Primo Levi at one point states, “was annoyed that they should be afraid: they had not even experienced a month of the Lager, they hardy suffered from hunger yet, they were not even Jews, but they were afraid.” This suggests how Primo Levi experienced such a hardship that he is seeking for empathy from other people to notice the sufferings he had to go through in his life, and criticize anyone who suffered less that complains. This shows the human tendency of wanting to get credit and respect for what they have done. The story ends as they get rescued by the Russians, and how each of them exchanged long letters. I wonder how emotional they would become in writing those letters to one another, who had walked together the path of life and death, and they have survived the dreadfulness of Auschwitz. I could not imagine how much things that they wanted to tell each other. For them, their relationship would be an unforgettable one that will last until their death. I think dreadful situation tends to create more concrete relationship than when its’ not, because suffering and enduring hardship together by giving one another strength and hope will bond much solid and concrete relationship than a relationship that does not suffer together. From now on, I will look for a long lasting relationship who would take part in the long suffering journey that I will be on.

Journal 16

The Last One
In this chapter, Primo Levi describes the effects of the transition from “manual laborer” to the laboratory worker who has many advantages over ordinary prisoners. He has much higher living standards and the advantage of stealing tools. The comfortable surroundings of laboratory allowed him to look back at the life, and in looking back, he finds how he had adapted well in this surrounding. He writes about his “strategic” way of living, and within his writing, how he had accumulated all the knowledge to “survive” in the camps are well written. The way how he stole parts of tools that might be a value in laboratory and sold in black market to obtain ration food reflects how much experience he has accumulated to “survive” in the dreadful surroundings of Auschwitz, and the establishment of “Operation File” with Alberto suggests how deep and kin their relationship was. I guess Alberto was kind of a figure, whom Primo Levi depended or relied on, or it could be vise versa. They always shared even the smallest thing they had. The trust that formed between them allowed them to survive in the dreadfulness of the camp where nobody believes anyone, but because each of the existed for Primo Levi and Alberto, they gave strength and hope to one another. The story progresses on and Primo Levi describes one man who tried to revolt in the concentration camp. “The man who is to die in front of us today in some way took part in the revolt...He is to die today before our very eyes: and perhaps the Germans do not understand that this solitary death, this man's death which has been reserved for him, will bring him glory, not infamy." The one man who revolted probably have brought strong emotional appeal to the prisoners in the camp to revolt because he posed a whole different perspective of the meaning of “survival.” He seems to suggest that “survival” in Auschwitz is being subjected under German control, and most prisoners might have felt or agreed with him and felt ashamed, however, I believe there are many different choices that prisoners could make that are wise. The man who chose “revolutionary” way that was willing to give up his life, while Primo Levi and other prisoners chose to “survive” and endure the hardship that Germans might give them, and they reflected their will to go home. It depends on people what choice is good or bad for them, but as for me, I would also have chosen Primo Levi’s way of living. Probably because of the hope that one day if I would get out of this concentration camp, I would taste the freedom and warmth in full appreciation. Thus, nobody could blame on anyone for the choice they have made for their own future.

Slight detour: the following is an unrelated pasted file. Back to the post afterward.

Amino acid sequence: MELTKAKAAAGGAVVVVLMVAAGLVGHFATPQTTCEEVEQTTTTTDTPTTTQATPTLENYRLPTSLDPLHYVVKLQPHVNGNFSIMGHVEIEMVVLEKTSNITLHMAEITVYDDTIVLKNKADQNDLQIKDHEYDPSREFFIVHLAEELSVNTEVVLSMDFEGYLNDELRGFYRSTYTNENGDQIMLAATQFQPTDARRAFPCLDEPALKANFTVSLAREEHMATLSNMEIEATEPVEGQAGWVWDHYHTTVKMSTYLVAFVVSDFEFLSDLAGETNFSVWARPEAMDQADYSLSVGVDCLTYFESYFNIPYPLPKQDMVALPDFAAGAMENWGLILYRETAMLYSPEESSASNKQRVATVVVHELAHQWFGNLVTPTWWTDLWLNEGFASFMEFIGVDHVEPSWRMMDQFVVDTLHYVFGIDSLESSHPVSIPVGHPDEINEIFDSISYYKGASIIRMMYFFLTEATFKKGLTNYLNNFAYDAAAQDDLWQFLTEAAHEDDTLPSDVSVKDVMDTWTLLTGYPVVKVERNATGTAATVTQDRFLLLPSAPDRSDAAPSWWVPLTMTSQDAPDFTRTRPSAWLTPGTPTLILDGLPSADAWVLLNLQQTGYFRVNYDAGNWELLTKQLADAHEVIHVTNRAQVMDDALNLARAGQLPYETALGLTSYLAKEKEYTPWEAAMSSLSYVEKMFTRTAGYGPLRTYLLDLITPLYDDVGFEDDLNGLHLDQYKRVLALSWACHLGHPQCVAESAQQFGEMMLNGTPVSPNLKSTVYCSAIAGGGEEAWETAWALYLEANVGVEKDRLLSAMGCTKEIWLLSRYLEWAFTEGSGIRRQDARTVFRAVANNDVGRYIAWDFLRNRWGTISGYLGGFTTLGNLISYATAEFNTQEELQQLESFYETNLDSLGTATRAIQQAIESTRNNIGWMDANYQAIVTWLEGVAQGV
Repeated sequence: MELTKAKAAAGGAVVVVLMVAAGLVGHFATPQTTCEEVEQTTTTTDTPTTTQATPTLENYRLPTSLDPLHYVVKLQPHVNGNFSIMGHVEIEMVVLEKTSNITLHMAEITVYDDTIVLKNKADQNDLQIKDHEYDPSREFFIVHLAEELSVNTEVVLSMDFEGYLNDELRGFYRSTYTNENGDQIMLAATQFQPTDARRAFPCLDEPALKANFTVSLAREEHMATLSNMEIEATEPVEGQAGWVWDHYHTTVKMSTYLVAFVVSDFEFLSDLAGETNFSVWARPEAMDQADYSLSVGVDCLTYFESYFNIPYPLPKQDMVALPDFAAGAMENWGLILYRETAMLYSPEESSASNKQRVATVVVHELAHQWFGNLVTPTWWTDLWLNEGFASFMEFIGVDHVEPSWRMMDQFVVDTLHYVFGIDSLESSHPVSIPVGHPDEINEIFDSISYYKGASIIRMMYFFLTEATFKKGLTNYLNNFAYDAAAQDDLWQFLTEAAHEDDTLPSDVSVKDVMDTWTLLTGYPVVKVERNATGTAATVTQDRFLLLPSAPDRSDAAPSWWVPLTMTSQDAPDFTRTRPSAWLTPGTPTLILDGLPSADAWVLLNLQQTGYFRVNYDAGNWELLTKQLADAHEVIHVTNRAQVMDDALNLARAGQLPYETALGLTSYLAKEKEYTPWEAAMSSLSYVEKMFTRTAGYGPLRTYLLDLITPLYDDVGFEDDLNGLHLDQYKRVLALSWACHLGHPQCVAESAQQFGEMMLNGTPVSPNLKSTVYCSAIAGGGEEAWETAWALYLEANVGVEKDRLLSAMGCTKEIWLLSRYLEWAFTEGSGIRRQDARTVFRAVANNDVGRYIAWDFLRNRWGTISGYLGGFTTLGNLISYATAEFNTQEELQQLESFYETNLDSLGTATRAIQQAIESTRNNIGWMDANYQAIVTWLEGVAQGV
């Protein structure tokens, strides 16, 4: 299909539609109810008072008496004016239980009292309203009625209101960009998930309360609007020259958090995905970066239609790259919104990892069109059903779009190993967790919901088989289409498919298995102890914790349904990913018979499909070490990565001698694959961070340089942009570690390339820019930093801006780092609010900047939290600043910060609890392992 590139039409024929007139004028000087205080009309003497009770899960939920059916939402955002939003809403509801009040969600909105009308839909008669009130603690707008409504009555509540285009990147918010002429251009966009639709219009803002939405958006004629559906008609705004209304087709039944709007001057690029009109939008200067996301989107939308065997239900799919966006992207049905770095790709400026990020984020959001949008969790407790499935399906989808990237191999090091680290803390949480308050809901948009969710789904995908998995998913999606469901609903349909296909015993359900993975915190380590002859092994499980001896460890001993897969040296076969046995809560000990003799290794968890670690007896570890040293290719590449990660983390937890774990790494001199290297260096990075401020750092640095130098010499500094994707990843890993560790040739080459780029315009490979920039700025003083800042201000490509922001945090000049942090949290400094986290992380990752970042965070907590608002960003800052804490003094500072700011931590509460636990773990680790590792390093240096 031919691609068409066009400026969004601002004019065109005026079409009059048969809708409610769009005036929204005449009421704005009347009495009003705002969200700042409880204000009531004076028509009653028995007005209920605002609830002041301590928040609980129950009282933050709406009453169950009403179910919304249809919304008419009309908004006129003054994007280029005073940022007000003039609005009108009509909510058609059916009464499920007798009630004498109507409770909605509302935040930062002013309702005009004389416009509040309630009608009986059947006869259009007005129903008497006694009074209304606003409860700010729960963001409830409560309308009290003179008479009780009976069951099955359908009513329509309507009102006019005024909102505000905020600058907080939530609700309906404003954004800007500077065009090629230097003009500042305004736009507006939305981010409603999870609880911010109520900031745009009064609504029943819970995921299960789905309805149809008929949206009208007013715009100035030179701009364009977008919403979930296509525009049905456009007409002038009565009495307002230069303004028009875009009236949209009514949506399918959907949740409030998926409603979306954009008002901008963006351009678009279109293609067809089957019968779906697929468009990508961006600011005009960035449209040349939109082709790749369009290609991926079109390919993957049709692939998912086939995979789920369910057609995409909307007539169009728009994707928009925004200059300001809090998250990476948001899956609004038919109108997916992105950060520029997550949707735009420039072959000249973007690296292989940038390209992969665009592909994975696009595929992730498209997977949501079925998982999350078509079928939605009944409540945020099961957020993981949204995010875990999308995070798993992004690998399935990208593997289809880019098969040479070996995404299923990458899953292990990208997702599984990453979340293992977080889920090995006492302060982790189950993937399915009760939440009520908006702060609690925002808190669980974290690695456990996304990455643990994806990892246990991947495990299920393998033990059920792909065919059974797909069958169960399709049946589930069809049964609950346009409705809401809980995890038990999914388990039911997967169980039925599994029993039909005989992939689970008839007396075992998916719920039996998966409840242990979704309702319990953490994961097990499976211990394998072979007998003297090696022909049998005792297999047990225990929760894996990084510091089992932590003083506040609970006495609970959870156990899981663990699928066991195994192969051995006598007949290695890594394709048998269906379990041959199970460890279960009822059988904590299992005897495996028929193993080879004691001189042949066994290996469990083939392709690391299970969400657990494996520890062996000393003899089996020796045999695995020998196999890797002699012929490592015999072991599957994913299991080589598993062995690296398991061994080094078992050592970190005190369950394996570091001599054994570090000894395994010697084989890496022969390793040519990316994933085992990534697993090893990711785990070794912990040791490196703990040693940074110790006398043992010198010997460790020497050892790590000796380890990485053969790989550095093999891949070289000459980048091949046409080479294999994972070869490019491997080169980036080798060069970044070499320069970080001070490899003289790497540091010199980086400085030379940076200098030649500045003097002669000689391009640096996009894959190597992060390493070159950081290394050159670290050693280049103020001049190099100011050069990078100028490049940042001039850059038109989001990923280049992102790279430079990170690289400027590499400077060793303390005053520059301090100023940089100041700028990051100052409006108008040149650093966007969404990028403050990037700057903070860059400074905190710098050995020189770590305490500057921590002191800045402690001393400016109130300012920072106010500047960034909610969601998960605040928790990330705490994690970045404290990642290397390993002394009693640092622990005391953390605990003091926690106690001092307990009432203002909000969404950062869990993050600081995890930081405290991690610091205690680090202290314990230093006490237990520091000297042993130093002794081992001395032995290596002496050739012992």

Sunday, March 11, 2007

Journal 15

Die drei Leute Von Labor
This chapter illustrates how prisoners are in constant tension and in suspicion because nobody knows what fate is waiting for them. Initially, Primo Levi had a sigh of relief when he was in the Chemical Komando, however, as no prisoners in the concentration camp predict what would happen to themselves, the most unexpected happen to him. Primo Levi had to work more than the prisoners who were not in the Chemical Komando. “So far, the advantages of being in the Chemical Komando have been limited to the following: the others have received overcoats while we have not…how can we still think about the chemistry examination and our illusions of that time?” Initially, Primo Levi thought that being in Chemical Komando would at least benefit him, however, the result came opposite. This allows us to guess what it would have been like to be in the camp, where nobody knows what to expect every second that they are living.
In the midst of chapter, news was spread that three of the people were chosen to work in the laboratory; one of them was Primo Levi. This new, however, was frightening for the chosen ones because nobody could expect what to happen. Although, many comrades congratulated them, the chosen ones were suspicious of what would happen. Primo Levi mentions Alberto a lot; probably because he was kind of figure that Primo Levi relied on the most in the camps. He was a kind of friend whom Primo Levi shared the last bit of bread with, he was kind of friend who always congratulated Primo first when he was chosen to work in the laboratory. I hope one day I would also have friend like Alberto who is trustworthy and always there for me. After that, Primo Levi discusses how good the laboratory was, it was the critical turning point of Primo Levi’s life in the concentration camp that it was like heaven in the midst of hell like environment in the Ka-Be. The temperature was warm, and everything was there for them “so it would seem that fate, by a new unsuspected path, has arranged that we three, the object of envy of all the ten thousand condemned, suffer neither hunger nor cold this winter.” This chapter will be a critical turning point for Primo Levi’s life as foreshadowed in the previous chapter; I guess Primo Levi’s description and tone will change dramatically from now on.